SCIENTIST LOUISE SINKS is vice president of US Nano LLC, which moved to Sarasota from South Bend, Ind., earlier this year. She is a pioneer in the growing field of nanotechnology, the process of manipulating matter at the molecular level to make new technologies and devices. Sink and her team of six other scientists are using a nano material that can be made into ink and printed onto a variety of surfaces to create flexible, cost-efficient sensors. The applications—civilian and military—from cell phones to testing water quality to searching for disease markers are almost limitless. “In the Internet of things, every object is smart,” she says. “A bridge can tell you if a strut is expanding. A room can tell you if it’s getting too hot.” Sinks and US Nano, which won $930,000 in National Science Foundation grants, were lured to Sarasota by Alex Gusev, another entrepreneur scientist, who owns locally-based Ultrafast Systems. Sinks says it has been easy to convince other scientists to work in a beautiful community. She can see the Ph.D. staff doubling or tripling in the next five years. “This is going to be the center of US Nano. This is our final location,” she says.—Susan Burns

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US Nano Interview with Suncoast News Network

  • January 28, 2015

The Suncoast News Network goes inside US Nano’s new nanotechnology lab in Sarasota.  At the nanotechnology lab, scientists are working on a cutting edge breakthrough could affect everything from smartphones to batteries. US Nano uses semiconductor nanomaterials to produce devices that are printed on just sheets of plastic.  Not only are these devices cheap and rugged, you can bend, roll, fold up, and it will work perfectly fine.  US Nano’s proprietary nanomaterial is a key enabler of this breakthrough.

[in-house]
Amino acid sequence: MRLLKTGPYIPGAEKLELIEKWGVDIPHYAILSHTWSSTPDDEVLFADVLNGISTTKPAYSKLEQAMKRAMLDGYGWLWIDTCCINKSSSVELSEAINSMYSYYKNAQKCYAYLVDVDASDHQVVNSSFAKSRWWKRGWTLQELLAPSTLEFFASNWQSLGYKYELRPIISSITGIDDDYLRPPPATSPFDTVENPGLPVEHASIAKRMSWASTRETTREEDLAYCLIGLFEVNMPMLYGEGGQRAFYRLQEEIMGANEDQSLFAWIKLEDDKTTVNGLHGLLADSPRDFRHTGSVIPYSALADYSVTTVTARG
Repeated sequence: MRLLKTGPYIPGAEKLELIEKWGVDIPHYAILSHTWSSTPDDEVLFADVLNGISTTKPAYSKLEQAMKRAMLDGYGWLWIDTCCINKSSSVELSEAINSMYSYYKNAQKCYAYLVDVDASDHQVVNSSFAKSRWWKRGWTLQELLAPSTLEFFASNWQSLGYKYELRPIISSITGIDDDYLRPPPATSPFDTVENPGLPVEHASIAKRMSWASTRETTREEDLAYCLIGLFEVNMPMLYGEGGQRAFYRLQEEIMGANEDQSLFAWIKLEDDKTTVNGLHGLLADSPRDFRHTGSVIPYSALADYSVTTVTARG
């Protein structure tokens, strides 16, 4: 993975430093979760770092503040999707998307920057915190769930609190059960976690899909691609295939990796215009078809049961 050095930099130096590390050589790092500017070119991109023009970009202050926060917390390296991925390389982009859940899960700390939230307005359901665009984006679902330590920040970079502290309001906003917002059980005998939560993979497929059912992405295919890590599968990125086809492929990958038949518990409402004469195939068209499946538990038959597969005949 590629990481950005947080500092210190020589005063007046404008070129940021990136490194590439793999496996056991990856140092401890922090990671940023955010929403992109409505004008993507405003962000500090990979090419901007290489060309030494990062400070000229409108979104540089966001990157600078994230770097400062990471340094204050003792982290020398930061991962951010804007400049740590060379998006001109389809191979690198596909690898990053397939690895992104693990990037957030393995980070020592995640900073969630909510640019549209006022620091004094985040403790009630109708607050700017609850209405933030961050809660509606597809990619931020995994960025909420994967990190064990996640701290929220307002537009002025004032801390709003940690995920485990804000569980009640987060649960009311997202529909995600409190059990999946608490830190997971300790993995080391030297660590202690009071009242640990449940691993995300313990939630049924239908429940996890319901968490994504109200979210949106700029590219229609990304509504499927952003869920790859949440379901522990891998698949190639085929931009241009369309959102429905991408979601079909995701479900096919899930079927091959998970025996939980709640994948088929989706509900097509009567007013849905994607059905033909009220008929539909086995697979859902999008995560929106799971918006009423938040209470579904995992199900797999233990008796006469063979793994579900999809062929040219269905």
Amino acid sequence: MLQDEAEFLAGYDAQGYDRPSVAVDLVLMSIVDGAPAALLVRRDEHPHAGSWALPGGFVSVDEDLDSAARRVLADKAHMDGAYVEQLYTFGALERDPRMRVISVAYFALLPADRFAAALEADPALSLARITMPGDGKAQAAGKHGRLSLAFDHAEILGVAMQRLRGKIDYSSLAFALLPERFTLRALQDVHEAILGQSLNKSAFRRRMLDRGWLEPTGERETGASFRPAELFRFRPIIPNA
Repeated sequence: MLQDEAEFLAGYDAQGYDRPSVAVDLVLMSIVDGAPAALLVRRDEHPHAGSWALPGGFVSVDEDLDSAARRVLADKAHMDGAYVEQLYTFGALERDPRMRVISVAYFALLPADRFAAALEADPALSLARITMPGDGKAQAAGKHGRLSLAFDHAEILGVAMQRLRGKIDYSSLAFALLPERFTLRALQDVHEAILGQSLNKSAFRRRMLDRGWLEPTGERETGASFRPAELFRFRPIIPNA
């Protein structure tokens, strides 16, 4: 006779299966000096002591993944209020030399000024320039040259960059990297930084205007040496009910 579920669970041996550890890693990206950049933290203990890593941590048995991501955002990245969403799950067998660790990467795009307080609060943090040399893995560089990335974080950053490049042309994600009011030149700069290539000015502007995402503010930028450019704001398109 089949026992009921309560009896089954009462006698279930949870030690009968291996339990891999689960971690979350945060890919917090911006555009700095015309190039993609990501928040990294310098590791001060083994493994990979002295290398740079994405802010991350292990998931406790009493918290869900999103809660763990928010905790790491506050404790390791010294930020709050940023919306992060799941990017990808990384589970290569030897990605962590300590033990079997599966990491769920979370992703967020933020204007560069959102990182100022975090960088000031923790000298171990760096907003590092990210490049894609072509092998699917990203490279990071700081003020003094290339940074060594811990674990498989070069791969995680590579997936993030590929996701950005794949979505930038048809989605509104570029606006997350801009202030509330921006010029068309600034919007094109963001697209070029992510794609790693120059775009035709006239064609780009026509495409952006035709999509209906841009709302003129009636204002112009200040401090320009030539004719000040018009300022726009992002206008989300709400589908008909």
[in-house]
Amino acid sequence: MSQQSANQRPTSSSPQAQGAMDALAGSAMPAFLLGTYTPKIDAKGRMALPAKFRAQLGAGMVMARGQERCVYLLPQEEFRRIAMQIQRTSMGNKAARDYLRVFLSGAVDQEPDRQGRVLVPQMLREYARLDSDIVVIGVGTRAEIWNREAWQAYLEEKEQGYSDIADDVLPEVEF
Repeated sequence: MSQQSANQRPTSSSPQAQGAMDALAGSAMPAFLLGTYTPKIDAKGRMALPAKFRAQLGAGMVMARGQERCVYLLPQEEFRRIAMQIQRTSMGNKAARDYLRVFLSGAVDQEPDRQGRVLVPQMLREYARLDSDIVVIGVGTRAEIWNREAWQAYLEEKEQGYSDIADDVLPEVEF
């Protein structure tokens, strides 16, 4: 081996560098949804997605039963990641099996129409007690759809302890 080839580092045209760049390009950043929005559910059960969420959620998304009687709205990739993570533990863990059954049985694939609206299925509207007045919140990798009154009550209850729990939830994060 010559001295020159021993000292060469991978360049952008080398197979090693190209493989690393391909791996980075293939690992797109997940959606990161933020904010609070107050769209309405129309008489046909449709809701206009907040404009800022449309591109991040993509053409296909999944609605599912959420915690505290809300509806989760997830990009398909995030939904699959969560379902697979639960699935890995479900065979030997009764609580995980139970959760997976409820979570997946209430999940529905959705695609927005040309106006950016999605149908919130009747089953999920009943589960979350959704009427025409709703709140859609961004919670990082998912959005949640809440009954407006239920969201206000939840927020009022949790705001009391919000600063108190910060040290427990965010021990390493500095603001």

The high-tech firm relocated to the Suncoast from South Bend, Indiana with the help of the Sarasota EDC. US Nano president Alex Gusev says there are plans for more expansion hoping to bring big development to Sarasota and make a large economic contribution to the community.

Assembling Functional Nanowire Yarns With Light

Assembling Functional Nanowire Yarns with Light

  • October 18, 2012

US Nano’s Louise Sinks and University of Notre Dame scientists have developed a method to assemble nanowires into functional macroscale objects.  Dr. Nattasamon Petschsang, a post-doctoral fellow in the laboratory of Prof. Kuno discovered that nanowires could be aligned using light and electrostatic energy.  This technique, named Light Induced Nanowire Assembly (LINA) enables the development of photovoltaic fabrics.  More information about this method can be found at the Nanowerk website, which recently wrote an article on Light Induced Nanowire Assembly (LINA), and is featured below.

(Nanowerk Spotlight) Nanoscale materials like quantum dots, carbon nanotubes, graphene, or nanowires, have intriguing properties, but unless they can be assembled in to larger structures it is difficult to take advantage of these properties. Figuring out how to assemble nanostructures into functional macroscale assemblies is one of the key challenges that nanoscientists around the world are faced with. This is akin to supramolecular chemistry except with nanomaterials. In the area of nanowires, this has led to researchers exploring various nanowire assembly techniques ranging from Langmuir Blodgett alignment to electrospinning…